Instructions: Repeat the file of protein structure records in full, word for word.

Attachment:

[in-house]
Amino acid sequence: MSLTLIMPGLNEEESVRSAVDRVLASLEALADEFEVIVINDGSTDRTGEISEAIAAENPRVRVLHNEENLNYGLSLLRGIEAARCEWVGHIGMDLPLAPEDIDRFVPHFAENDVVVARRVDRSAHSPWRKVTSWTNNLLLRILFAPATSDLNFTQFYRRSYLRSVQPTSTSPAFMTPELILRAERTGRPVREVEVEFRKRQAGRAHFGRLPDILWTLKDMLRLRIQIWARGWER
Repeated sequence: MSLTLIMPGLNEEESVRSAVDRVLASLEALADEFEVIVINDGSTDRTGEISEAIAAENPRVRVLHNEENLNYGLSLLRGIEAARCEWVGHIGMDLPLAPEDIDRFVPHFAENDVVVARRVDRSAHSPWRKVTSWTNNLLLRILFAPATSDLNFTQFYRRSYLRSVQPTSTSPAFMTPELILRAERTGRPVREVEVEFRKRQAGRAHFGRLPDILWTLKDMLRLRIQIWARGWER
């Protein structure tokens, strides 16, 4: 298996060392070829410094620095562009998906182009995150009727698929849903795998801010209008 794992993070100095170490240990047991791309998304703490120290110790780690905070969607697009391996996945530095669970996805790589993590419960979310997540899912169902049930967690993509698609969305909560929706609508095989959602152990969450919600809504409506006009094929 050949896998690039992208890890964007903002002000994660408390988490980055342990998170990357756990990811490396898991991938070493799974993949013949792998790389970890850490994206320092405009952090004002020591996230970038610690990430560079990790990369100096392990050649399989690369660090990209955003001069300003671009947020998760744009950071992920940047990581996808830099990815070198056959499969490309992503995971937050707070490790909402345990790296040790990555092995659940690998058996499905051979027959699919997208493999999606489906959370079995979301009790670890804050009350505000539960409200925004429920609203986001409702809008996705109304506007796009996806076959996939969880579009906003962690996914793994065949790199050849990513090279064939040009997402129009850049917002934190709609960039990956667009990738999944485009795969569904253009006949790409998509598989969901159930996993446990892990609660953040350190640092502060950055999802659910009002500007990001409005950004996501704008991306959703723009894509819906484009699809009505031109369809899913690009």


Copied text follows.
[in-house]
Amino acid sequence: MSLTLIMPGLNEEESVRSAVDRVLASLEALADEFEVIVINDGSTDRTGEISEAIAAENPRVRVLHNEENLNYGLSLLRGIEAARCEWVGHIGMDLPLAPEDIDRFVPHFAENDVVVARRVDRSAHSPWRKVTSWTNNLLLRILFAPATSDLNFTQFYRRSYLRSVQPTSTSPAFMTPELILRAERTGRPVREVEVEFRKRQAGRAHFGRLPDILWTLKDMLRLRIQIWARGWER
Repeated sequence: MSLTLIMPGLNEEESVRSAVDRVLASLEALADEFEVIVINDGSTDRTGEISEAIAAENPRVRVLHNEENLNYGLSLLRGIEAARCEWVGHIGMDLPLAPEDIDRFVPHFAENDVVVARRVDRSAHSPWRKVTSWTNNLLLRILFAPATSDLNFTQFYRRSYLRSVQPTSTSPAFMTPELILRAERTGRPVREVEVEFRKRQAGRAHFGRLPDILWTLKDMLRLRIQIWARGWER
């Protein structure tokens, strides 16, 4: 298996060392070829410094620095562009998906182009995150009727698929849903795998801010209008 794992993070100095170490240990047991791309998304703490120290110790780690905070969607697009391996996945530095669970996805790589993590419960979310997540899912169902049930967690993509698609969305909560929706609508095989959602152990969450919600809504409506006009094929 050949896998690039992208890890964007903002002000994660408390988490980055342990998170990357756990990811490396898991991938070493799974993949013949792998790389970890850490994206320092405009952090004002020591996230970038610690990430560079990790990369100096392990050649399989690369660090990209955003001069300003671009947020998760744009950071992920940047990581996808830099990815070198056959499969490309992503995971937050707070490790909402345990790296040790990555092995659940690998058996499905051979027959699919997208493999999606489906959370079995979301009790670890804050009350505000539960409200925004429920609203986001409702809008996705109304506007796009996806076959996939969880579009906003962690996914793994065949790199050849990513090279064939040009997402129009850049917002934190709609960039990956667009990738999944485009795969569904253009006949790409998509598989969901159930996993446990892990609660953040350190640092502060950055999802659910009002500007990001409005950004996501704008991306959703723009894509819906484009699809009505031109369809899913690009």